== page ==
Additions to the Book Shelf
Having recently completed my master’s, I now have the pleasure of reading books other than the ones that sat on my desk for two months whilst writing my dissertation. Gone are the textbooks on sustainable economic development through tourism and in are some lighter reads, including two new books by renowned makeup artists Lisa Eldridge and Gary Cockerill:
Face Paint: The Story of Makeup by Lisa Eldridge
If you’re a subscriber to Lisa Eldridge’s YouTube channel, you’ll probably note her interest in vintage makeup. I actually met Lisa a few years ago as an intern for BeautyMART in what would be the biggest highlight of my work experience. Drinking tea and flicking through old copies of Vanity Fair at Lisa’s home in the company of her adorable cats, and some of the industry’s most respected makeup artists, she showed us pieces from her Biba collection. Therefore it wasn’t too surprising that Lisa had written a book reflecting her passion for makeup history.
As well as covering the humble beginnings of the mammoth beauty industry we know today, Face Paint details the historical context behind our favourite products and the way in which we use and view them. Religion, trade, societal expectations and science are factors that have shaped this. For example, the rise and decline of the use of rouge can be linked to events including a preference for pale skin following Queen Victoria’s ascent to the throne and the French aristocracy’s penchant for being fashion forward. It’s because of this that Lisa realises her aim of the book forcing us to never look at our makeup bags in the same way again, because despite the different formulas and ingredients – such as poisonous lead in 16th century face powder or rouge made from red marble in ancient Persia – the motivation for beautifying oneself isn’t too far off from that of the women who came before us. Furthermore, by learning about old beauty rituals I can’t help but draw parallels between the public toilettes of royals like Marie Antoinette who “put on my rouge and wash my hands in front of the whole world”, and beauty vloggers. For me, Face Paint ultimately highlights that using cosmetics to look and feel beautiful is one of the threads connecting women across the many periods in history.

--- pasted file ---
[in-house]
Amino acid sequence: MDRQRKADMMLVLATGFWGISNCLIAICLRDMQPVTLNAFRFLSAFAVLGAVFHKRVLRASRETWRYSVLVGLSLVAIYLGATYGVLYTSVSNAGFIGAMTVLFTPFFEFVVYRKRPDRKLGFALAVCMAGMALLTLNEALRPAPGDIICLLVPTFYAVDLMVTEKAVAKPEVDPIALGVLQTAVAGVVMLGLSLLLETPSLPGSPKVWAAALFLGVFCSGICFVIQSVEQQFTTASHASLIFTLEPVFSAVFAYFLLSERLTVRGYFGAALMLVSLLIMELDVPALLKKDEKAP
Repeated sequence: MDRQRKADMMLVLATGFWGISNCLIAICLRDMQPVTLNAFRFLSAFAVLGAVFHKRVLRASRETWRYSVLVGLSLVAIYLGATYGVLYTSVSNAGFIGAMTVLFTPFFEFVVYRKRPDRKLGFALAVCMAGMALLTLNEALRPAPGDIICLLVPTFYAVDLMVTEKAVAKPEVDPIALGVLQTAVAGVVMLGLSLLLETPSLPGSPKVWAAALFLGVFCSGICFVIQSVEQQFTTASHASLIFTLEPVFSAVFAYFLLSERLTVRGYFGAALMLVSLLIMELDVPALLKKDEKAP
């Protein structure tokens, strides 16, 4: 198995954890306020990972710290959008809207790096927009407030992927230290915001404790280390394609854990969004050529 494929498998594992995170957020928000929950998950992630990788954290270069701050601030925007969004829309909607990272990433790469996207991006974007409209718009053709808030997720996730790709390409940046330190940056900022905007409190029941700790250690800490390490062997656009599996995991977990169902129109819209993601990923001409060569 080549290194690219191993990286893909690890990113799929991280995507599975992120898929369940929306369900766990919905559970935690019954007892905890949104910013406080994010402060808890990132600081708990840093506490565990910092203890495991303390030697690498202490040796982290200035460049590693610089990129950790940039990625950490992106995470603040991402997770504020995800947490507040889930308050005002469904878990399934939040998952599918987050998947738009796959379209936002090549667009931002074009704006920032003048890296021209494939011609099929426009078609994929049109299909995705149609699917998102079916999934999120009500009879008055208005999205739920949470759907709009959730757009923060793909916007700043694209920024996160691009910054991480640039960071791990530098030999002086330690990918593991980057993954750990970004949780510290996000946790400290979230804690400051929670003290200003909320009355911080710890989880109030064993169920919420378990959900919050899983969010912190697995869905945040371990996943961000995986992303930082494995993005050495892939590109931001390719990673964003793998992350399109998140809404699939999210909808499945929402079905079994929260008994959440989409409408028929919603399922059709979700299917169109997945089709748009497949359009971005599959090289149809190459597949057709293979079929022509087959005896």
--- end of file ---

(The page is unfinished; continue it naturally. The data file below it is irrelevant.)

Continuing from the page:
Simply Glamourous by Gary Cockerill
Renowned makeup artist Gary Cockerill, with clients including Eva Longoria and Kelly Brook, presents Simply Glamourous*. True to its name, the book is filled with comprehensive how-to’s for achieving high impact looks including the ubiquitous smoky eye, sculpted cheekbones and even a bold showgirl look. The basics of makeup are also covered, with readers able to discern the looks that will best complement them based on their eye shape, skin type and undertones thus making this book great for someone wanting to better acquaint themselves with makeup or women keen to venture out of their comfort zone.